That the Pontifex ceased to be holy
—that was in Caesar’s time—
who was buggar’d
and the coin ceased to be holy,
and, of course,
they worshipped the emperor.

The Caesar mentioned here is, of course, Julius, whose sexual degradation was noted by Catullus and merely parallels his other desecratory activities: as Pontifex he debased the coin, destroyed his own human integrity by pretending to be a god, and ruined the state, turning the Republic into the Empire. “The temple is holy,” asserts our modern poet in the spirit of our ancient one, “because the temple is not for sale.” The temple is not for sale (at least in a moral epoch such as we might presently hope to return to) because access to the mysteries of the cosmos is one thing money can’t buy.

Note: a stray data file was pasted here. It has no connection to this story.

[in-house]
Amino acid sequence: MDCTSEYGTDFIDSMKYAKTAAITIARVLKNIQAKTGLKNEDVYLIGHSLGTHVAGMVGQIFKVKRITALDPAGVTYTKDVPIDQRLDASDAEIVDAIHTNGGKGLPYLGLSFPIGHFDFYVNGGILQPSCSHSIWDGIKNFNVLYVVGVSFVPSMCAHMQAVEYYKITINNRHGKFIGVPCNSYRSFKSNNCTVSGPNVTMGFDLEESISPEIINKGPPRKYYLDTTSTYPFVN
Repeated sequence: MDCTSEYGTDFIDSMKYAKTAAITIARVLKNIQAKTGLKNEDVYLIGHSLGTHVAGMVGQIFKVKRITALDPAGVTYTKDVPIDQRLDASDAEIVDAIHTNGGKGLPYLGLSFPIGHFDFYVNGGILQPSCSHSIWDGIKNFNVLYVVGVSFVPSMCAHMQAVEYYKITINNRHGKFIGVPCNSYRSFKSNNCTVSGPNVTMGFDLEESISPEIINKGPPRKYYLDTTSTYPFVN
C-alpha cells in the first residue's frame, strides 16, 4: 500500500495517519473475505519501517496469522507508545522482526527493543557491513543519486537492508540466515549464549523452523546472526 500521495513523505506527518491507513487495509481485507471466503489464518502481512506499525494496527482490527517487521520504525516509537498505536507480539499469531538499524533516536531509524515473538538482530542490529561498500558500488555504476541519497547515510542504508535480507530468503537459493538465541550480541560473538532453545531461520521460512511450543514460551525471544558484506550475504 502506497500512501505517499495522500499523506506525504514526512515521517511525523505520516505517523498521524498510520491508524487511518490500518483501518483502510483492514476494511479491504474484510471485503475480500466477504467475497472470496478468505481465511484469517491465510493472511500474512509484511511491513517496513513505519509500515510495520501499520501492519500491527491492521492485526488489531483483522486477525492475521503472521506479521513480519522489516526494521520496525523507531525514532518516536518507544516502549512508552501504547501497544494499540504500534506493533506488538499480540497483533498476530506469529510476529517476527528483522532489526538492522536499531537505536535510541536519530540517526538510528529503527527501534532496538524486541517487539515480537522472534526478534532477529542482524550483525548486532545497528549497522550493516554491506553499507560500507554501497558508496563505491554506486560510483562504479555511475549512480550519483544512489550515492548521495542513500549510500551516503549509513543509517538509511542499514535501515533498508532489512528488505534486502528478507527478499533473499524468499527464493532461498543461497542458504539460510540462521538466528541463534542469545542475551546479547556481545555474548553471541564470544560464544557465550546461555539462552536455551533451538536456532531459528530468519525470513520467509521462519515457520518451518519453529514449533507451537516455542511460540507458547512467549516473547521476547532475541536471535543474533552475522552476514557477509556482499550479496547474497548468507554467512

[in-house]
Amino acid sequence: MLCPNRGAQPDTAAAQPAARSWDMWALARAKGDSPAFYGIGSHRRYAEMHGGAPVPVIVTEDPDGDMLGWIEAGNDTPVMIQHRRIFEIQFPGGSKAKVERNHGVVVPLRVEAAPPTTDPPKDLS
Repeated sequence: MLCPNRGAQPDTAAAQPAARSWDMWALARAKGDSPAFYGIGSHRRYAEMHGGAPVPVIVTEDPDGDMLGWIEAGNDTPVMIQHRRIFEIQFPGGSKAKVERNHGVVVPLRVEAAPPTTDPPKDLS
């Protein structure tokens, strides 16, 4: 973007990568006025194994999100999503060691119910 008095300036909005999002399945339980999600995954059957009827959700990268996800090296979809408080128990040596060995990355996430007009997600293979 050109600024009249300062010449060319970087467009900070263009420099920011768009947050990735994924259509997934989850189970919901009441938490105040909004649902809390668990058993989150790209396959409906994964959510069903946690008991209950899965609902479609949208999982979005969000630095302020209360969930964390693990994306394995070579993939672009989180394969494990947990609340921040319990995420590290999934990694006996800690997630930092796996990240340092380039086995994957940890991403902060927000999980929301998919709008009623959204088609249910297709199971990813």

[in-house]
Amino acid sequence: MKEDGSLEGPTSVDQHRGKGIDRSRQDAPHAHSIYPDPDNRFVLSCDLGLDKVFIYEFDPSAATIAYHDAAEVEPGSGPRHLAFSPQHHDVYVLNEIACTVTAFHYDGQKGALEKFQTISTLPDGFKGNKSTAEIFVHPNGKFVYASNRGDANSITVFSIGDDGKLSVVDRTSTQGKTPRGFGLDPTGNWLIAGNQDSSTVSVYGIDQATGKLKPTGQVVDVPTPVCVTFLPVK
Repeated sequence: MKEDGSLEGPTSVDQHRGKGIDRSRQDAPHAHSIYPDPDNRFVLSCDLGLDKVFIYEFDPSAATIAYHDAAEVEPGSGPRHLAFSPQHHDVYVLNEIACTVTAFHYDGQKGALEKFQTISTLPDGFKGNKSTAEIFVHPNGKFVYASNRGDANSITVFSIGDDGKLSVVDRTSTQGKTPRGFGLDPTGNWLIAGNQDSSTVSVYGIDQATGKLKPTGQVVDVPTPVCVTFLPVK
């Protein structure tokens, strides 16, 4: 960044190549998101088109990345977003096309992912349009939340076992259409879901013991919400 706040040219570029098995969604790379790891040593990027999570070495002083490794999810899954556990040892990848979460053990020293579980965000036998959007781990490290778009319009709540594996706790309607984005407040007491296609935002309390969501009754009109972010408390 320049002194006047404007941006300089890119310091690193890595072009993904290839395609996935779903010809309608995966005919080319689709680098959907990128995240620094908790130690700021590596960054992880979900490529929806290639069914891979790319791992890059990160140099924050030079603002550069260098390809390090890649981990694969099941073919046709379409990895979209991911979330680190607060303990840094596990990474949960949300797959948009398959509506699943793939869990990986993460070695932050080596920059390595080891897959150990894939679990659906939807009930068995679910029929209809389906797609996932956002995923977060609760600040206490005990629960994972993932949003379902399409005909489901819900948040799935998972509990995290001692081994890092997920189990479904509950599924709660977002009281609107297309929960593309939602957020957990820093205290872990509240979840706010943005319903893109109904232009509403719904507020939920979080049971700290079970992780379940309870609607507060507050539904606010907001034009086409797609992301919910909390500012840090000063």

Wearing the masks of our various historical personae, we have passed through the valley of the shadow of money into Elysian Fields of mythos. Let us pause a moment to note that I employ the Greek term for a reason. Loose journalistic usage has all but destroyed any pure sense of the word myth, now indicating convenient political fictions maintained by coercion or inertia against the truth over time. There is also the merely decorative tradition of the verses of the troubadours or a multitude of high Renaissance rapes (various lecherous excuses for a display of giggling cleavage); there is some of that sort of window dressing even in the Commedia: There’s a lot in Shakespeare, in the tusheries of French Classical Tragedy. Almost all of it goes back to the often titillating verse of Ovid himself Yet all these poets also used such things in a more serious sense; there is a current of profound wisdom communicated through the medium of myth whose devotion to the cultivation of which has set Pound in a class by himself among moderns while making him, as mentioned at the start, Ovid’s most significant disciple.